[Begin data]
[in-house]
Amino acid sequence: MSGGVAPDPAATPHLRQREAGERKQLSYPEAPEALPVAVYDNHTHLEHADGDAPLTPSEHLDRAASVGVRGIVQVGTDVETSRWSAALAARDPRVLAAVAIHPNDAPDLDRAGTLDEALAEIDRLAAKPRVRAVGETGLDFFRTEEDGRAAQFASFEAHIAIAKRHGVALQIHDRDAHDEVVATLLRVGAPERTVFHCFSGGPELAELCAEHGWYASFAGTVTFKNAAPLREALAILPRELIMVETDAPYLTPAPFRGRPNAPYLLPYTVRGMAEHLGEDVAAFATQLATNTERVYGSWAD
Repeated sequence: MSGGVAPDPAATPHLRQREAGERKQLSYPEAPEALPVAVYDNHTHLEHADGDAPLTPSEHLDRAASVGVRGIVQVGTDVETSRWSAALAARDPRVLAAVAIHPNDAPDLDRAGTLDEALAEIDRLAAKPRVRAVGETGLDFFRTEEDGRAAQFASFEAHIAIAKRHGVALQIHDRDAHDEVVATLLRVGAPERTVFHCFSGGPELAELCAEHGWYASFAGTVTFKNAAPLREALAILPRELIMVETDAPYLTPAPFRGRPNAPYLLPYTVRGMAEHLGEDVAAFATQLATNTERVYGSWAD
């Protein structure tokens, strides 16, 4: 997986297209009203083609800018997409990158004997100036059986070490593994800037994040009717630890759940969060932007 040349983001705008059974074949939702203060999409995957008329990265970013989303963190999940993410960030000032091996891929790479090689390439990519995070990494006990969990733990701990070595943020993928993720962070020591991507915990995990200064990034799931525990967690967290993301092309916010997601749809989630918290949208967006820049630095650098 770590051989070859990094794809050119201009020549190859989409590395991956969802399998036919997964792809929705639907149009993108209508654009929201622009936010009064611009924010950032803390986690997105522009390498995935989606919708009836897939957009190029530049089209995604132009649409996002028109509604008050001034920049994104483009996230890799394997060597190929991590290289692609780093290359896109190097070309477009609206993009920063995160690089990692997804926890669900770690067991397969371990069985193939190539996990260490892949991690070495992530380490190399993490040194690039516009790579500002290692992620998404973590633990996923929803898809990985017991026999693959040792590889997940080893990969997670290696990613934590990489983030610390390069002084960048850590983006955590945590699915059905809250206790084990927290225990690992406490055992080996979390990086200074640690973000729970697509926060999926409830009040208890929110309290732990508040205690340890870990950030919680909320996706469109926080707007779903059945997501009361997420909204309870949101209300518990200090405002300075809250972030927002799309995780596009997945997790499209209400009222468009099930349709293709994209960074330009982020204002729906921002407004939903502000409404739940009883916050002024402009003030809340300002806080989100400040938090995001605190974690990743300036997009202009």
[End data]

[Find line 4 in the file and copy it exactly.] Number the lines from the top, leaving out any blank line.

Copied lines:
């Protein structure tokens, strides 16, 4: 997986297209009203083609800018997409990158004997100036059986070490593994800037994040009717630890759940969060932007 040349983001705008059974074949939702203060999409995957008329990265970013989303963190999940993410960030000032091996891929790479090689390439990519995070990494006990969990733990701990070595943020993928993720962070020591991507915990995990200064990034799931525990967690967290993301092309916010997601749809989630918290949208967006820049630095650098 770590051989070859990094794809050119201009020549190859989409590395991956969802399998036919997964792809929705639907149009993108209508654009929201622009936010009064611009924010950032803390986690997105522009390498995935989606919708009836897939957009190029530049089209995604132009649409996002028109509604008050001034920049994104483009996230890799394997060597190929991590290289692609780093290359896109190097070309477009609206993009920063995160690089990692997804926890669900770690067991397969371990069985193939190539996990260490892949991690070495992530380490190399993490040194690039516009790579500002290692992620998404973590633990996923929803898809990985017991026999693959040792590889997940080893990969997670290696990613934590990489983030610390390069002084960048850590983006955590945590699915059905809250206790084990927290225990690992406490055992080996979390990086200074640690973000729970697509926060999926409830009040208890929110309290732990508040205690340890870990950030919680909320996706469109926080707007779903059945997501009361997420909204309870949101209300518990200090405002300075809250972030927002799309995780596009997945997790499209209400009222468009099930349709293709994209960074330009982020204002729906921002407004939903502000409404739940009883916050002024402009003030809340300002806080989100400040938090995001605190974690990743300036997009202009």